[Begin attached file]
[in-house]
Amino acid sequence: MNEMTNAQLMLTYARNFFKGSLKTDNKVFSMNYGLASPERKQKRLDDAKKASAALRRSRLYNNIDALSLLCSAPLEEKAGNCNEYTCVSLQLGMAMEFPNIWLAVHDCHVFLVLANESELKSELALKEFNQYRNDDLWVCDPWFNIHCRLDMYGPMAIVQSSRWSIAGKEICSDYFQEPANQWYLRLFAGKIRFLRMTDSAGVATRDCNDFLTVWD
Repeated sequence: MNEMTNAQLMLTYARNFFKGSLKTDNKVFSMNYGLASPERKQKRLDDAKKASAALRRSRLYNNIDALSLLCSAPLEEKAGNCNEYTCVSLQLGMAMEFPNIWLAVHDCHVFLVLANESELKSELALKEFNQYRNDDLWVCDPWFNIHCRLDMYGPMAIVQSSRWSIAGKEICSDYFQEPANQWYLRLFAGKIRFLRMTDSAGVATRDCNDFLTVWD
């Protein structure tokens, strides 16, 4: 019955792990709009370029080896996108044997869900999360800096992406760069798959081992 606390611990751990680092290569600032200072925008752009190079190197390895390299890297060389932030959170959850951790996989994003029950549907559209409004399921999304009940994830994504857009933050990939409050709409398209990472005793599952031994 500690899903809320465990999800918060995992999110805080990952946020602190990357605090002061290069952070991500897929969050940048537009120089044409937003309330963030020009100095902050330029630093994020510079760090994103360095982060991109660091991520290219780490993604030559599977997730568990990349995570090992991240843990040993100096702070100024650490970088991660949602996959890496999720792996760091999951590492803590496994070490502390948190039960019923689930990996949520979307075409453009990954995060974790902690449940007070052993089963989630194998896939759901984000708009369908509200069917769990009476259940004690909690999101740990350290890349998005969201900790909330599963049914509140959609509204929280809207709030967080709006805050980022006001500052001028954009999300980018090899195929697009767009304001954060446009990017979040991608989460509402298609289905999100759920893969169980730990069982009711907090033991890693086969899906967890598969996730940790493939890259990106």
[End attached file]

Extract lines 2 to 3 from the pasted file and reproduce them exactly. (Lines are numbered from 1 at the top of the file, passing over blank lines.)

Amino acid sequence: MNEMTNAQLMLTYARNFFKGSLKTDNKVFSMNYGLASPERKQKRLDDAKKASAALRRSRLYNNIDALSLLCSAPLEEKAGNCNEYTCVSLQLGMAMEFPNIWLAVHDCHVFLVLANESELKSELALKEFNQYRNDDLWVCDPWFNIHCRLDMYGPMAIVQSSRWSIAGKEICSDYFQEPANQWYLRLFAGKIRFLRMTDSAGVATRDCNDFLTVWD
Repeated sequence: MNEMTNAQLMLTYARNFFKGSLKTDNKVFSMNYGLASPERKQKRLDDAKKASAALRRSRLYNNIDALSLLCSAPLEEKAGNCNEYTCVSLQLGMAMEFPNIWLAVHDCHVFLVLANESELKSELALKEFNQYRNDDLWVCDPWFNIHCRLDMYGPMAIVQSSRWSIAGKEICSDYFQEPANQWYLRLFAGKIRFLRMTDSAGVATRDCNDFLTVWD